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Closing Bell: Phillips-Van Heusen


Sandra Morris, an Intel (INTC) vice-president who oversaw its conversion to e-business, is joining the team leading Eastman Kodak's (EK) charge into digital. On May 23, Morris, 50, became general manager of Kodak's digital imaging services group in San Francisco. She will head the Kodak EasyShare Gallery, formerly known as Ofoto. It has become the No. 1 online photo service, with some 20 million members who store over 1 billion images for free but pay extra for prints and other services.

Morris, whose 17 years at Intel included a stint as co-chief information officer, spearheaded a program that got clients to place nearly all orders online, saving the chipmaker hundreds of millions. At Kodak, she will oversee a fledgling service aimed at getting people who take photos with their cell phones to download the pics to the EasyShare Gallery and print them. Some analysts predict the number of images captured on cell phones will eventually exceed those taken by digital still cameras.

A decade after its debut, e-commerce is getting more profitable. Average operating profit margins for online retail by both traditional and Web-only merchants rose considerably last year, to 28%, from 21% in 2003, according to a survey of 137 retailers by the Forrester Research and Shop.org, the National Retail Federation's online unit. The reasons: economies of scale and better marketing. While sales growth is slowing as e-commerce reaches 7.7% of total retail sales this year, or $172 billion, the rate of decline is leveling off. The forecast 2005 sales growth rate of 22% is way down from 51% in 2003, but only slightly less than 24% in 2004.

Warren Buffett and his buddies at Berkshire Hathaway (BRK) have finally found a use for some of that $43 billion in cash they've been hoarding. On May 24, MidAmerican Energy Holdings -- in which Berkshire has an 80.5% stake -- announced it would buy PacifiCorp from Scottish Power (SPI) for $9.4 billion. Buffett also indicated he's sniffing around the energy sector for other opportunities. The acquisition, Buffett's largest since picking up General Re back in 1998, comes just weeks after the Oracle of Omaha lamented to shareholders at his annual confab in April about the lack of investment ideas. PacifiCorp's appeal is obvious: It not only has a stronghold in the fast-growing Western states but is also a low-cost energy producer.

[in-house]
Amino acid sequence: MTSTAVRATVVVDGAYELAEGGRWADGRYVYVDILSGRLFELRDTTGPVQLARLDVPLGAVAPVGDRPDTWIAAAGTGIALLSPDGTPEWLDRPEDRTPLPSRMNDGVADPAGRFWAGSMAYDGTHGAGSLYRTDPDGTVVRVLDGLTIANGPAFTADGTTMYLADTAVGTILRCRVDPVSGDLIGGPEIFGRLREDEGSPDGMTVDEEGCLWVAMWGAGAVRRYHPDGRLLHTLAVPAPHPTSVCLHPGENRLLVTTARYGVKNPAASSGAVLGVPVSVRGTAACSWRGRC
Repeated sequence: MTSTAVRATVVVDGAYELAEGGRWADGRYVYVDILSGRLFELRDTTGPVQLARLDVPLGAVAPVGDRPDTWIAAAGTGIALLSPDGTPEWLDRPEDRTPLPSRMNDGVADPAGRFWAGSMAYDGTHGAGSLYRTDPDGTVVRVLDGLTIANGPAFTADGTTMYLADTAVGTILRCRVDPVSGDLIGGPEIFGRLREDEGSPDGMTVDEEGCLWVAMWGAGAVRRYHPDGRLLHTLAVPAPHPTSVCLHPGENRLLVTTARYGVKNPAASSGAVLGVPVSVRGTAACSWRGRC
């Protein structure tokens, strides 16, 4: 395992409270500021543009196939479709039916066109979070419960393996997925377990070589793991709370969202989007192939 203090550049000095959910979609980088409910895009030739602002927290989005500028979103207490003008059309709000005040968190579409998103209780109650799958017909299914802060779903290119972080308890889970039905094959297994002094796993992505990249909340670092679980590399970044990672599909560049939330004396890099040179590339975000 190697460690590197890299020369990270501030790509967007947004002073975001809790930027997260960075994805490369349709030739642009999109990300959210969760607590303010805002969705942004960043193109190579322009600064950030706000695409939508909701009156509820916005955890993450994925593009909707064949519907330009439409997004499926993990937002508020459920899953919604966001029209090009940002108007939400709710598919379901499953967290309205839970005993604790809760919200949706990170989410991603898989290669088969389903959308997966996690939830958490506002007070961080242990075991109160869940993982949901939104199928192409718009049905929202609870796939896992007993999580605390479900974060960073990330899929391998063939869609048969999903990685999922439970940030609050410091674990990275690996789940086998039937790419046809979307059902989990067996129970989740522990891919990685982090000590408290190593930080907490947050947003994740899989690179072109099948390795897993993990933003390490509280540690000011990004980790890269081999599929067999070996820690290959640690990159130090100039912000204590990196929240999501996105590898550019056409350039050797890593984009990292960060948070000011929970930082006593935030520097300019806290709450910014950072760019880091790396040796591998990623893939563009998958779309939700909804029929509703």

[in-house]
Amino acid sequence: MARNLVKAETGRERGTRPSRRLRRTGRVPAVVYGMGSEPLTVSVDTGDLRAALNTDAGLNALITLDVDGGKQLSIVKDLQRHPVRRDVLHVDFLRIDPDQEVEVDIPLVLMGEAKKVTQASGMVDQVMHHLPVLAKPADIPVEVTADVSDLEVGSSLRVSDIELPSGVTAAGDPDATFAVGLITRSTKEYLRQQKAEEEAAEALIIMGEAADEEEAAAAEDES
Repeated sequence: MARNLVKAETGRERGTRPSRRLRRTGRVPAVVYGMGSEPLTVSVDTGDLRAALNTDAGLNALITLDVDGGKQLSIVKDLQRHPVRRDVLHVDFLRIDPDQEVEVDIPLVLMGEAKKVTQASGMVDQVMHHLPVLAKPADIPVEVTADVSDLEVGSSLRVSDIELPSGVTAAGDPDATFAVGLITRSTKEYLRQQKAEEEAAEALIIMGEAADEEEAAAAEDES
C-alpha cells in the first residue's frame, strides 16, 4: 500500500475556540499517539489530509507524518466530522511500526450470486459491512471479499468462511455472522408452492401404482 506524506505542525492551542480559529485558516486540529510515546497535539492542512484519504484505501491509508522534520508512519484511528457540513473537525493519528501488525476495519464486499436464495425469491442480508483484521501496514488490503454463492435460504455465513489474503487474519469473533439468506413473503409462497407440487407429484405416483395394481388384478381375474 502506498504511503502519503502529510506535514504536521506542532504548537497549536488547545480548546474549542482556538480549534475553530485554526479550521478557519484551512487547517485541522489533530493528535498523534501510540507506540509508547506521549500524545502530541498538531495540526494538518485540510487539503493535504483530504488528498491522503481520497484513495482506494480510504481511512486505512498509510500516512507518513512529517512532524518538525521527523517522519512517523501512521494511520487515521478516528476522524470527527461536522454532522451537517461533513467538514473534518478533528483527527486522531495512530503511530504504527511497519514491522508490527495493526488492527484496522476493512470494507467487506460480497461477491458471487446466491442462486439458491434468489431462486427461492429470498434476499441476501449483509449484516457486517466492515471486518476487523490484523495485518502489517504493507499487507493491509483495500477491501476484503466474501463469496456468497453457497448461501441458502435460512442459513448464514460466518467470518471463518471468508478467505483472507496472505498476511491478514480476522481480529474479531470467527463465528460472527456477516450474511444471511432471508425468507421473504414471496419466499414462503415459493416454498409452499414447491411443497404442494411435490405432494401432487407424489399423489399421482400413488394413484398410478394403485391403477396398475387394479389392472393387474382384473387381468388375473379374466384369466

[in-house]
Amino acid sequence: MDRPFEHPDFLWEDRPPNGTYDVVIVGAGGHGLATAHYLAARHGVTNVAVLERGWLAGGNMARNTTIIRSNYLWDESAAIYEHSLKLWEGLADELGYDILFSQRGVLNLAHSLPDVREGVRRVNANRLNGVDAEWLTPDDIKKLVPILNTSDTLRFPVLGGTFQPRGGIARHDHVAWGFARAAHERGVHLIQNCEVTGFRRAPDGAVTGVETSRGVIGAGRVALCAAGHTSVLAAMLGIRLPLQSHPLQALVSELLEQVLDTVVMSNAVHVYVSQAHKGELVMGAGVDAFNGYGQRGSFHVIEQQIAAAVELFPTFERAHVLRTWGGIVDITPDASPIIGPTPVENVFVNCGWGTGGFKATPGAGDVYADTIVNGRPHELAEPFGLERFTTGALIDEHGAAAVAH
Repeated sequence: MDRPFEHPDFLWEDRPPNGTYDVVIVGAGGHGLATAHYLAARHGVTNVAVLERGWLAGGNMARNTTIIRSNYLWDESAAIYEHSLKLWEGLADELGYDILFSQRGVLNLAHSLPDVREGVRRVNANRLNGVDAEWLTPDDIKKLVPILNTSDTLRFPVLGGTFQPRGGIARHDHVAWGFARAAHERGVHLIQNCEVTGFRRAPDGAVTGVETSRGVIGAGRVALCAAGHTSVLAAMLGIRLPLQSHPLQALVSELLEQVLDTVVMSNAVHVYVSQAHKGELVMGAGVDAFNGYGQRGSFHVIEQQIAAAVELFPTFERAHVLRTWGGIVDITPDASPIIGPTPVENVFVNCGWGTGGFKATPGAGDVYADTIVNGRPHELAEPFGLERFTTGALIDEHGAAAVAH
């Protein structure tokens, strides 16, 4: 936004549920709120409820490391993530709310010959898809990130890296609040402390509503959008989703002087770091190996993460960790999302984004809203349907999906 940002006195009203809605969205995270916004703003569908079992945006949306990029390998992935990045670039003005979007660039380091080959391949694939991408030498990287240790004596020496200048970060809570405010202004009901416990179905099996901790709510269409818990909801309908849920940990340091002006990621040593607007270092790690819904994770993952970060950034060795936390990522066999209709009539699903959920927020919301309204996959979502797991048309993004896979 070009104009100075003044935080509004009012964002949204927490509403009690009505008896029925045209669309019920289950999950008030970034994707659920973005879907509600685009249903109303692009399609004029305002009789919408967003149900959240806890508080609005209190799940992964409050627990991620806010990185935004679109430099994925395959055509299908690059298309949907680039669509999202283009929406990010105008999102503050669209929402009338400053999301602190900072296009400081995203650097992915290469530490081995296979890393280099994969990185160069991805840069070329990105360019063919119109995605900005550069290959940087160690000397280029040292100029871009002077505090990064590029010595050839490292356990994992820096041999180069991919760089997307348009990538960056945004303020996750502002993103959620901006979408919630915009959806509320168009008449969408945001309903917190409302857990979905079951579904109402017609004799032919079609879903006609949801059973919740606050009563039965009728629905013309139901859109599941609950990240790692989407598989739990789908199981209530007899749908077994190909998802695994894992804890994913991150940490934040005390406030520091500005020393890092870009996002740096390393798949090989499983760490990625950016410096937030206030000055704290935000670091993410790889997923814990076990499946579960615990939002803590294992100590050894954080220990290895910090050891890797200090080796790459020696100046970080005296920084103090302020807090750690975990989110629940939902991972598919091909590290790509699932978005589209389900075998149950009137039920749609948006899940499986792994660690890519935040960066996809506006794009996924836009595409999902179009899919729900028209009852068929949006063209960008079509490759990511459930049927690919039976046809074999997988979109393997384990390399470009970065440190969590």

There's turmoil at the two Palms. On May 16, David Nagel, chief executive officer of Palm operating system maker PalmSource (PSRC), resigned suddenly. A day later, palmOne (PLMO), maker of the Treo-branded smart phones and Tungsten and Zire handhelds, announced it's changing its name back to Palm Inc. later this year after agreeing to pay PalmSource $30 million over 3 1/2 years for sole rights to the moniker. The changes suggest PalmSource's board is looking for new blood to lead the company. PalmSource increasingly is falling behind rivals Microsoft (MSFT) and Symbian as well as Linux-based operating systems in the race to become the brains of mobile devices. PalmOne remains one of the last major backers of the Palm OS, but even executives there say they are not wedded to the operating system.

Genentech (DNA) reported on May 23 that Lucentis, its experimental drug for macular degeneration -- the leading cause of blindness in the aged -- improved or stabilized vision loss in 95% of patients in a clinical trial. It is the first time a drug has actually improved vision for this disease, and the news didn't go down well at Eyetech Pharmaceuticals (EYET), whose rival drug, Macugen, won Food & Drug Administration approval in December. Eyetech's stock plunged 46%, to $12.95, the day after the Lucentis news came out.

-- Gruner + Jahr is selling four magazines to Meredith (MDP) for $350 million.

-- Qwest Communications (Q) told shareholders it has dropped its efforts to acquire MCI (MCIP).

-- Guidant (GDT) said that 24,000 implanted defibrillators may be defective.

After Phillips-Van Heusen's (PVH) first-quarter earnings forecast beat expectations, the shirtmaker's shares rose 4.4%, to $30.28, on May 25. Strong sales of such PVH brands as Sean John, Chaps, and Arrow also moved the company to raise its outlook for the rest of the year.


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